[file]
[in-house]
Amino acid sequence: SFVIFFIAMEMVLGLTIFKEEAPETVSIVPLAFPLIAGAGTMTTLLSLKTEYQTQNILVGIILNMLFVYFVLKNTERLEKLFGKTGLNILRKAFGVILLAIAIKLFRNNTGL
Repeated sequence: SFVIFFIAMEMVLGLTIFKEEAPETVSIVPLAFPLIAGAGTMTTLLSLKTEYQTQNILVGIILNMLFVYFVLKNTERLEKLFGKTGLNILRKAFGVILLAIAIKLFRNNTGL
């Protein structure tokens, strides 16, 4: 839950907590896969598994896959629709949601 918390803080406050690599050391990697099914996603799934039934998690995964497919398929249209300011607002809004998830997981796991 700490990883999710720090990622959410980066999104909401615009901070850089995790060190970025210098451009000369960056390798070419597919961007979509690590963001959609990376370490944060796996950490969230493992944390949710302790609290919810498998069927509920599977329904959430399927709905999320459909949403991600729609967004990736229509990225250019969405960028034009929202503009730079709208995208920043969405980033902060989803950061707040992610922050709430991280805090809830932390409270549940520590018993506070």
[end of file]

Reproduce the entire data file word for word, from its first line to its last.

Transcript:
[in-house]
Amino acid sequence: SFVIFFIAMEMVLGLTIFKEEAPETVSIVPLAFPLIAGAGTMTTLLSLKTEYQTQNILVGIILNMLFVYFVLKNTERLEKLFGKTGLNILRKAFGVILLAIAIKLFRNNTGL
Repeated sequence: SFVIFFIAMEMVLGLTIFKEEAPETVSIVPLAFPLIAGAGTMTTLLSLKTEYQTQNILVGIILNMLFVYFVLKNTERLEKLFGKTGLNILRKAFGVILLAIAIKLFRNNTGL
């Protein structure tokens, strides 16, 4: 839950907590896969598994896959629709949601 918390803080406050690599050391990697099914996603799934039934998690995964497919398929249209300011607002809004998830997981796991 700490990883999710720090990622959410980066999104909401615009901070850089995790060190970025210098451009000369960056390798070419597919961007979509690590963001959609990376370490944060796996950490969230493992944390949710302790609290919810498998069927509920599977329904959430399927709905999320459909949403991600729609967004990736229509990225250019969405960028034009929202503009730079709208995208920043969405980033902060989803950061707040992610922050709430991280805090809830932390409270549940520590018993506070």